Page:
I’ve been talking a lot about poor beginnings for your novel. What makes a fantastic opening? Let’s take a look at a few options:
Dialogue: This type of beginning makes for immediacy and forces the reader to wonder who’s talking and why. Unless this is your prologue, the main character should be a part of the conversation.
Suspense: This raises questions and peaks the reader’s curiosity. An example of this is to show the death of a character. Readers want to understand why and how the death occurred, and what does the death have to do with the rest of the story. The reader won’t necessarily care that this character’s dead. Don’t worry. That’s not the point of the death or it shouldn’t be. If it is, then you’re starting at the wrong place. The death scene, whether the reader witnesses the death or is there when characters discover the body, is somehow important to the story itself. Maybe it’s the beginning of a mystery. Maybe it’s the first of many depressing events that will affect the protagonist. Whatever the case, there must be a reason for the death. This isn’t to say the only way to create suspense in an opening scene is to start with a death. I simply used that as an example since I write those kinds of stories. In reality, a suspenseful beginning can be anything that causes the reader to not only wonder about something, but creates a need for the reader to find the answers to their questions. And that means reading on.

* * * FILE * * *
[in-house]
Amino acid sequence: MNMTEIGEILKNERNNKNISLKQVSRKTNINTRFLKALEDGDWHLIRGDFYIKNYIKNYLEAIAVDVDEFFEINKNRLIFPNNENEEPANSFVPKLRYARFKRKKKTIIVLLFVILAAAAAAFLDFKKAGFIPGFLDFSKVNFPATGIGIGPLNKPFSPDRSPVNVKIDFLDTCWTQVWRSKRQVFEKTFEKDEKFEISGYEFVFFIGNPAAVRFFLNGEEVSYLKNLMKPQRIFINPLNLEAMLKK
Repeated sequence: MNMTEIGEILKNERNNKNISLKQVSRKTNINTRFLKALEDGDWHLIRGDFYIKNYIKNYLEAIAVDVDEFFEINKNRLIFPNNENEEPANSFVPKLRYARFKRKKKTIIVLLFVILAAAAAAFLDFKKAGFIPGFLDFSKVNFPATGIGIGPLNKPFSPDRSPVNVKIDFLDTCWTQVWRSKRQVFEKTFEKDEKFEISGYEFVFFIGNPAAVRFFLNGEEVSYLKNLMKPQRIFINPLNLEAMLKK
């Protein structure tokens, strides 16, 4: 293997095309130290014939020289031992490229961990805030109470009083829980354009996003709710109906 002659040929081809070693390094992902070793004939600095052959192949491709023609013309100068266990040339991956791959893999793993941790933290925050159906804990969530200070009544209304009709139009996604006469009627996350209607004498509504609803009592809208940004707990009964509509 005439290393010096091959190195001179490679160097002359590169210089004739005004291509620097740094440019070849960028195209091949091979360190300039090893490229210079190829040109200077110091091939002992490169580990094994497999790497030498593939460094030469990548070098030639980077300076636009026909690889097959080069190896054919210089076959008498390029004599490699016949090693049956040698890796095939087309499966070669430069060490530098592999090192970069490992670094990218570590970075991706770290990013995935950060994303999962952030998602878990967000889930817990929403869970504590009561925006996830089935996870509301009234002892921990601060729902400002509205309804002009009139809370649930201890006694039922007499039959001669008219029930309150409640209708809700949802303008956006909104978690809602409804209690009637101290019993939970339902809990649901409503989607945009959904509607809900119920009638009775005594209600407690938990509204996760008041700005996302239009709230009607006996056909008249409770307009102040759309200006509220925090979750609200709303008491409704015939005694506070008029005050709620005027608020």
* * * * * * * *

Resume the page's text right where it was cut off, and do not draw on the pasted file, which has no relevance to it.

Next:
Setting: If a setting is important to your story, like in historicals or world building novels, then this can be a great way to start. The setting details can grab a reader’s attention, bringing them right into this “other world”. However, the trick to using this opening properly is that you can’t simply dump setting details and move on. Instead, you must incorporate those details into a scene, but more so than the average beginning. Confusing, isn’t it? How do you know when you have the right balance? Your critique partner or beta reader should be able to tell you if the pace of the opening scene is too slow. Or they may not know why, but they just couldn’t get into it. What’s the fix? Make sure to add something to cause the reader to care and question everything. Well, not EVERYTHING, but you get the picture.
Next week, I’ll fill you in on a few more beginning scene possibilities.
Have you used any of these openings for your stories? When reading, which of these three do you prefer?